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This building is in the East Dunbartonshire Council and the Bearsden Burgh. It is a category B building and was listed on 14/05/1971.

Group Items: N/A, Group Cat: N/A, Map Ref: NS 5618 7074.


Largely 1805 (see Notes). 2-storey and raised basement, 9-bay, L-plan Classical mansion (now golf club house) with advanced central pedimented section and 2-storey, 6-bay wing to E. Ashlar; rubble to rear. Base course, band course above basement, cill courses, eaves course, dentilled cornice. Raised margins. Windows at ground with floating cornices; pedimented to outer bays. Later 2-storey stone extension to re-entrant angle to rear (N).

S (PRINCIPAL) ELEVATION: symmetrical. Central flight of steps oversailing basement leads to Ionic tetrastyle portico; 2-leaf panelled exterior entrance doors with fanlight above and sidelights: part-glazed 2-leaf interior entrance doors. Dentilled pediment.

INTERIOR: (seen, 2013). Public rooms with decorative cornicing. Dog-leg stair with decorative metal balusters and timber handrail. Architraved, panelled timber doors; some decorative fire surrounds. Upper floor to S converted to open-plan locker area.

Predominantly non-timber replacement plate glass sash and case windows. Piended roof; grey slates. Wallhead stacks.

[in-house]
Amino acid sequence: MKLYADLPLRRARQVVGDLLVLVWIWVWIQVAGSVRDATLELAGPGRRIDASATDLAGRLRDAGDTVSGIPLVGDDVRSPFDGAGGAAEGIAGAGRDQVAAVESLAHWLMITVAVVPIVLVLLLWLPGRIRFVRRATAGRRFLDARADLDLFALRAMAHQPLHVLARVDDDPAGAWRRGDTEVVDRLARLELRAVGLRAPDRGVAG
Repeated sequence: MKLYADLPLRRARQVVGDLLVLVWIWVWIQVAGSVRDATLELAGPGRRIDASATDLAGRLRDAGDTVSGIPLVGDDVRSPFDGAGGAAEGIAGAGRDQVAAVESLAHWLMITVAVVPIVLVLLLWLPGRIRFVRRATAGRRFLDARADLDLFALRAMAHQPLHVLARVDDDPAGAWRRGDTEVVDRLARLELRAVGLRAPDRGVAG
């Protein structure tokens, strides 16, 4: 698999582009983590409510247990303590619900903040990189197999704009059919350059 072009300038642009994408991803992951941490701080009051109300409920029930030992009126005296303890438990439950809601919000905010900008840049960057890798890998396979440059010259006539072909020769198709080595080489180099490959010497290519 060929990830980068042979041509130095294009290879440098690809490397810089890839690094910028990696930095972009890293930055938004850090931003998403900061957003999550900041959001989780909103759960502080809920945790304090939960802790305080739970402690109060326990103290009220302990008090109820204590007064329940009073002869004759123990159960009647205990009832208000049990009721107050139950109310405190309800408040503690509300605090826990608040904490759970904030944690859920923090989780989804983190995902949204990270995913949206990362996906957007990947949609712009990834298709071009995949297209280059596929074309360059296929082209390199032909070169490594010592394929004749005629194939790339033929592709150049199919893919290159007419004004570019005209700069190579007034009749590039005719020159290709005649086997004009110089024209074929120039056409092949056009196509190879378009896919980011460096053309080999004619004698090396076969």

This is a good example of a predominantly early 19th century Classical mansion house, which retains much of its exterior form and with some good interior detailing. The house has refined classical detailing and sits in a prominent position overlooking its golf course. The house has been modified internally to accommodate the golf club but the original public rooms remain largely extant. The Colquhoun family bought Killermont Estate in 1746. It is not clear what the house looked like at this time, but McGhee suggests that it was U-plan in form with the main elevation looking north. When Archibald Campbell-Colquoun inherited the property in 1804, he added the current classical main section to the south. This now forms the majority of the building, although it is possible that some earlier fabric remains. Major work was carried out to the property in the 1930s, when the earlier west wing was demolished, the former attic dormers in the main section removed and the roof replaced. The wing to the east was also reconstructed. Glasgow Golf Club was founded in 1787 and the initial 22 players played on Glasgow Green. The club moved at various times over the 19th century and by the beginning of the 20th century, the members were looking for a permanent home. After negotiations, they took out a lease on the 100-acre parkland estate and mansion house of Killermont in Bearsden. The course was designed by Old Tom Morris and was opened in 1904. In 1922 the club secured the house and ground permanently and the course was modernised by James Braid. Tom Morris (1821-1908) was born in St Andrews and was world famous as a championship golfer, golf club manufacturer, course designer and pioneer for the game. James Braid (1870-1950) was born in Fife. Five times Open Championship winner, he was a renowned course architect, designing over 300 courses. Scotland is intrinsically linked with the sport of golf and it was the birthplace of the modern game. List description updated as part of the sporting buildings thematic study (2012-13).